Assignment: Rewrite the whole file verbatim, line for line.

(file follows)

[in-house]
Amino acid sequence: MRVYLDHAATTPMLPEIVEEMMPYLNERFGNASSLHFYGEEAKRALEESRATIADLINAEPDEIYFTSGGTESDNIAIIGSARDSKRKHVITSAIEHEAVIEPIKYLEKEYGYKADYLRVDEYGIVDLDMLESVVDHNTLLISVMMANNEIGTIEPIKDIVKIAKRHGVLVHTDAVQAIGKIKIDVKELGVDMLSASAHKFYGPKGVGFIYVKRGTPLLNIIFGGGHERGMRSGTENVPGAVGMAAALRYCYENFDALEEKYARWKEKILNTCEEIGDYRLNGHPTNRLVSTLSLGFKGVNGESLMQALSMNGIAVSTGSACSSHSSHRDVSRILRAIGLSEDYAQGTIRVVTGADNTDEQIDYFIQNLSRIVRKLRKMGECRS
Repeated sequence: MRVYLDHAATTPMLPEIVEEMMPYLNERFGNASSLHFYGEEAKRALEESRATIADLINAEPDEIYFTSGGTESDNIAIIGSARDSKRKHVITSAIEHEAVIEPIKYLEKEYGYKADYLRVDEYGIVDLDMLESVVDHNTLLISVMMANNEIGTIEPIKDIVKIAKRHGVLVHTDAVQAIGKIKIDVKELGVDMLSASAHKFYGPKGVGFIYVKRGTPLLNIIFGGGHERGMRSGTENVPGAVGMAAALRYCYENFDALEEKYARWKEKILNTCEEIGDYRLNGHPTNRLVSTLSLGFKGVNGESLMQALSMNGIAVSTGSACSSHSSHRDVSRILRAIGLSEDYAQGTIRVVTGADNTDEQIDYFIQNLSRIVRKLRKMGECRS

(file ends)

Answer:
[in-house]
Amino acid sequence: MRVYLDHAATTPMLPEIVEEMMPYLNERFGNASSLHFYGEEAKRALEESRATIADLINAEPDEIYFTSGGTESDNIAIIGSARDSKRKHVITSAIEHEAVIEPIKYLEKEYGYKADYLRVDEYGIVDLDMLESVVDHNTLLISVMMANNEIGTIEPIKDIVKIAKRHGVLVHTDAVQAIGKIKIDVKELGVDMLSASAHKFYGPKGVGFIYVKRGTPLLNIIFGGGHERGMRSGTENVPGAVGMAAALRYCYENFDALEEKYARWKEKILNTCEEIGDYRLNGHPTNRLVSTLSLGFKGVNGESLMQALSMNGIAVSTGSACSSHSSHRDVSRILRAIGLSEDYAQGTIRVVTGADNTDEQIDYFIQNLSRIVRKLRKMGECRS
Repeated sequence: MRVYLDHAATTPMLPEIVEEMMPYLNERFGNASSLHFYGEEAKRALEESRATIADLINAEPDEIYFTSGGTESDNIAIIGSARDSKRKHVITSAIEHEAVIEPIKYLEKEYGYKADYLRVDEYGIVDLDMLESVVDHNTLLISVMMANNEIGTIEPIKDIVKIAKRHGVLVHTDAVQAIGKIKIDVKELGVDMLSASAHKFYGPKGVGFIYVKRGTPLLNIIFGGGHERGMRSGTENVPGAVGMAAALRYCYENFDALEEKYARWKEKILNTCEEIGDYRLNGHPTNRLVSTLSLGFKGVNGESLMQALSMNGIAVSTGSACSSHSSHRDVSRILRAIGLSEDYAQGTIRVVTGADNTDEQIDYFIQNLSRIVRKLRKMGECRS